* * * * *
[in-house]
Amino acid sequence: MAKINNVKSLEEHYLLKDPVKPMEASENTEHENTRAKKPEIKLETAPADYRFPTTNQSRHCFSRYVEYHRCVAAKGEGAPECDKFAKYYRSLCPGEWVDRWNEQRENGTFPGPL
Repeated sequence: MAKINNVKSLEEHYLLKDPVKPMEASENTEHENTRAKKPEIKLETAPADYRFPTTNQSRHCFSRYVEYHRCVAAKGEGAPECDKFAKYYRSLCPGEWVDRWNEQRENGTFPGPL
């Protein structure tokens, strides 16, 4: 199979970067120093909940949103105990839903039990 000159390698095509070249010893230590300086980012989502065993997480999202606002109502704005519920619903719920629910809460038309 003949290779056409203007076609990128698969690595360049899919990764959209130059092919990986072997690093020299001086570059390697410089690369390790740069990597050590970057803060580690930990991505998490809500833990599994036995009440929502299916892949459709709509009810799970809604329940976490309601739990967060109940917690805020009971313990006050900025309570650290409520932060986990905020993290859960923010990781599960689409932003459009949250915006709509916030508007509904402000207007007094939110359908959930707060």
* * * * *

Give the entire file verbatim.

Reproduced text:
[in-house]
Amino acid sequence: MAKINNVKSLEEHYLLKDPVKPMEASENTEHENTRAKKPEIKLETAPADYRFPTTNQSRHCFSRYVEYHRCVAAKGEGAPECDKFAKYYRSLCPGEWVDRWNEQRENGTFPGPL
Repeated sequence: MAKINNVKSLEEHYLLKDPVKPMEASENTEHENTRAKKPEIKLETAPADYRFPTTNQSRHCFSRYVEYHRCVAAKGEGAPECDKFAKYYRSLCPGEWVDRWNEQRENGTFPGPL
């Protein structure tokens, strides 16, 4: 199979970067120093909940949103105990839903039990 000159390698095509070249010893230590300086980012989502065993997480999202606002109502704005519920619903719920629910809460038309 003949290779056409203007076609990128698969690595360049899919990764959209130059092919990986072997690093020299001086570059390697410089690369390790740069990597050590970057803060580690930990991505998490809500833990599994036995009440929502299916892949459709709509009810799970809604329940976490309601739990967060109940917690805020009971313990006050900025309570650290409520932060986990905020993290859960923010990781599960689409932003459009949250915006709509916030508007509904402000207007007094939110359908959930707060």